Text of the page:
Symbols connect function names and arguments to offsets in a compiled executable. A method to obtain symbols is to use Microsoft’s symbol server and to fetch symbols as you need them. Windows debuggers make this easy to do by providing symsrv.dll, which you can use to set up a local cache of symbols and specify the location to get new symbols as you need them. This is done through the environment variable _NT_SYMBOL_PATH. You’ll need to set this environment variable so the debugger knows where to look for symbols. If you already have all the symbols you need locally, you can simply set the variable to that directory like this:

C:\Program Files\Debugging Tools For Windows>set _NT_SYMBOL_PATH=c:\symbols 

If you prefer to use the symbol server, the syntax goes as follows:

C:\Program Files\Debugging Tools For Windows>
set_NT_SYMBOL_PATH=symsrv*symsrv.dll*c:\symbols*
http://msdl.microsoft.com/download/symbols

User Mode Debugger Output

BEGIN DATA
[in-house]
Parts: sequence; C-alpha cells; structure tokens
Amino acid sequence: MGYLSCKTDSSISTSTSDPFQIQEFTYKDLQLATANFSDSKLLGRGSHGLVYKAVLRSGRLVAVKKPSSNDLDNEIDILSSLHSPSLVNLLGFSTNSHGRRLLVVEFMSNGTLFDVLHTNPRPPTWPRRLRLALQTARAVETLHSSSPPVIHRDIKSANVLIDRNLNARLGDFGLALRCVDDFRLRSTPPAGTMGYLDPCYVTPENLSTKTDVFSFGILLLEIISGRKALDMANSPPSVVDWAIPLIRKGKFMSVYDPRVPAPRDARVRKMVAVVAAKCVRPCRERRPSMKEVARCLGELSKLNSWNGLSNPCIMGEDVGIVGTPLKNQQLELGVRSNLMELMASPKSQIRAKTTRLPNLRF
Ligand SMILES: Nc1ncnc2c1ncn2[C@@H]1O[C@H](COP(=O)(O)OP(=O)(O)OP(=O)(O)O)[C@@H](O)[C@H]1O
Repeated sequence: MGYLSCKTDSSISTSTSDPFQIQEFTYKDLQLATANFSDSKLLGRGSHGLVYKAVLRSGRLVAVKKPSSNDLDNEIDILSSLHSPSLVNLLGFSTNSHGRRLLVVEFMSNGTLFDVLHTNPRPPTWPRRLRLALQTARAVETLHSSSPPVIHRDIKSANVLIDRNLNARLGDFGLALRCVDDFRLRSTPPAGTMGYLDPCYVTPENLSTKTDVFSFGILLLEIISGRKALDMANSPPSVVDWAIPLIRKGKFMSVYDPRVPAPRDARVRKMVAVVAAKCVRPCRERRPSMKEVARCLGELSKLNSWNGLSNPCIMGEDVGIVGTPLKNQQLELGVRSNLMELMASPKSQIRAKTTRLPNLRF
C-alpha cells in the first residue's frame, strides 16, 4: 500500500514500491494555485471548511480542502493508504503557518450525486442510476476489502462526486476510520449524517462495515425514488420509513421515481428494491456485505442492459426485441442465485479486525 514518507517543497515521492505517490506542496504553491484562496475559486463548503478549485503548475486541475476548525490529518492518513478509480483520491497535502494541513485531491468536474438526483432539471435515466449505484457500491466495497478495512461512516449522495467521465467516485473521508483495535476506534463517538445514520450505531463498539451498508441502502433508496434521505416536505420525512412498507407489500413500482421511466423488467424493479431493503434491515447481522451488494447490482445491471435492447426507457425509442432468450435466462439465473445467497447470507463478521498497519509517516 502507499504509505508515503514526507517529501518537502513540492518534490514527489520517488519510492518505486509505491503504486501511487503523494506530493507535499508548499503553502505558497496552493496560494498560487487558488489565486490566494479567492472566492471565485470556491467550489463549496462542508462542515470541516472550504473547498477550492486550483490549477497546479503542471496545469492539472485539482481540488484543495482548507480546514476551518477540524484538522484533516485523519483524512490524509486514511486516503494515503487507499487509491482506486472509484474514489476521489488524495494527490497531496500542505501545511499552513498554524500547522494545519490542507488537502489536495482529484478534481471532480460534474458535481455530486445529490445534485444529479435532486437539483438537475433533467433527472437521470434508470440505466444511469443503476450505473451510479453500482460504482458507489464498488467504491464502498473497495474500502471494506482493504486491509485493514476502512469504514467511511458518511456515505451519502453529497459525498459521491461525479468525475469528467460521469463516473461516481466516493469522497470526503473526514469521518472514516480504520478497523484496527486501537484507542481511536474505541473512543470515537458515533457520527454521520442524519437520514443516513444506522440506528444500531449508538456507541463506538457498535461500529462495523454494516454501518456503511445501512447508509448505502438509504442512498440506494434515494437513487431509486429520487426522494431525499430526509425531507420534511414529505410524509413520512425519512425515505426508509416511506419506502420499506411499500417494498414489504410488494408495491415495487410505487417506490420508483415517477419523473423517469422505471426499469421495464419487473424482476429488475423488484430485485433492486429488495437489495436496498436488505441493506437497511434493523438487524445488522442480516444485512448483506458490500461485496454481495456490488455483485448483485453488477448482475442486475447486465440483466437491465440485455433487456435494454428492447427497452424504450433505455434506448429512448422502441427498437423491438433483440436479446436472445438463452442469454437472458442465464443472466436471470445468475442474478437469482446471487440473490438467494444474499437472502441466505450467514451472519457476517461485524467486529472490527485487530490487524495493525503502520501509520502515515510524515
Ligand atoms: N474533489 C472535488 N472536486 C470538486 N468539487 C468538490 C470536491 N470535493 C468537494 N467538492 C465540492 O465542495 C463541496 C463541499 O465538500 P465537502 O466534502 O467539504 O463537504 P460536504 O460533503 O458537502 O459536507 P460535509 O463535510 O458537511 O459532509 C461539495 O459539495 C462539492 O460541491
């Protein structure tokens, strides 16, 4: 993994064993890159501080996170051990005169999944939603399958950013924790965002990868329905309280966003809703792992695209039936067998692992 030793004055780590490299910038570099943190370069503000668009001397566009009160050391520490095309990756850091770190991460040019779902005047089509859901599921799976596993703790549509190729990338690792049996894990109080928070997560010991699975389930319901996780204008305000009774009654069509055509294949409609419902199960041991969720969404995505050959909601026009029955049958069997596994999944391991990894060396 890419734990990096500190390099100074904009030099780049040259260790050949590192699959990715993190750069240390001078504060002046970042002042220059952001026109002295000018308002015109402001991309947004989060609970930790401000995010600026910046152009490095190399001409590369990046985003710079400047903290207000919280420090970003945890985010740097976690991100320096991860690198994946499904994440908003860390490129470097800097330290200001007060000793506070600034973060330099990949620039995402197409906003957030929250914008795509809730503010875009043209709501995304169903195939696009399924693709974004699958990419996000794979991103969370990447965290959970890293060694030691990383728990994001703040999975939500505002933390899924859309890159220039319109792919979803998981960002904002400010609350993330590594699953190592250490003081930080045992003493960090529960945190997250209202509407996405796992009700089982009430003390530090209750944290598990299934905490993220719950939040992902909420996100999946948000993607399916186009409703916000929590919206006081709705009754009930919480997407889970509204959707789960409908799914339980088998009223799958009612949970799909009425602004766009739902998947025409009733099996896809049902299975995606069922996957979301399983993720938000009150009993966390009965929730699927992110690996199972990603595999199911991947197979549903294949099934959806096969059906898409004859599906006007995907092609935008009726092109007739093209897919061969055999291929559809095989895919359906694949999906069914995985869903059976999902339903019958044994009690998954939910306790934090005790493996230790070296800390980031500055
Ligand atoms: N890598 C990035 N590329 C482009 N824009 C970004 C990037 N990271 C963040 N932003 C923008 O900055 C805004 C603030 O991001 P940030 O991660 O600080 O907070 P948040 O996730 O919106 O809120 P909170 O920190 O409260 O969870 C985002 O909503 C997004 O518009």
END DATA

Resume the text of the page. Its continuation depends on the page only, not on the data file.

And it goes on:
C:\PROGRA~1\Debugging Tools for Windows>cdb.exe Hello Silly Willy

Microsoft (R) Windows Debugger Version 6.8.0004.0 X86
Copyright (c) Microsoft Corporation. All rights reserved.

CommandLine: Hello Silly Willy
Symbol search path is: srv*c:\Symbols*http://msdl.microsoft.com/download/symbols

Executable search path is:
ModLoad: 00400000 00427000   hello.exe
ModLoad: 76ea0000 76fc7000   ntdll.dll
ModLoad: 75a90000 75b6b000   C:\Windows\system32\kernel32.dll
(27c.ff4): Break instruction exception - code 80000003 (first chance)
eax=00000000 ebx=00000000 ecx=0012fb08 edx=76ef9a94 esi=fffffffe edi=76efb6f8
eip=76ee7dfe esp=0012fb20 ebp=0012fb50 iopl=0         nv up ei pl zr na pe nc
cs=001b  ss=0023  ds=0023  es=0023  fs=003b  gs=0000             efl=00000246
ntdll!DbgBreakPoint:
76ee7dfe cc              int     3

Notice that the first line contains the process and thread identifier that generates the last debugger event. For an excellent documentation on debugging as a whole, it is strongly suggested that the reader research “Advanced Windows Debugging” by Mario Hewardt and Daniel Pravat. The last debugger event is displayed identifier (27c.ff4) along with the event description, a break instruction and exception code 80000003. The debugger handled the event on the first chance, before the normal exception handling in the user code. These next two commands are self-explanatory:

0:000> vertarget
Windows Version 6001 (Service Pack 1) MP (2 procs) Free x86 compatible
Product: WinNt, suite: SingleUserTS
kernel32.dll version: 6.0.6001.18000 (longhorn_rtm.080118-1840)
Debug session time: Tue Dec 23 16:53:26.860 2008 (GMT-5)
System Uptime: 0 days 1:48:23.592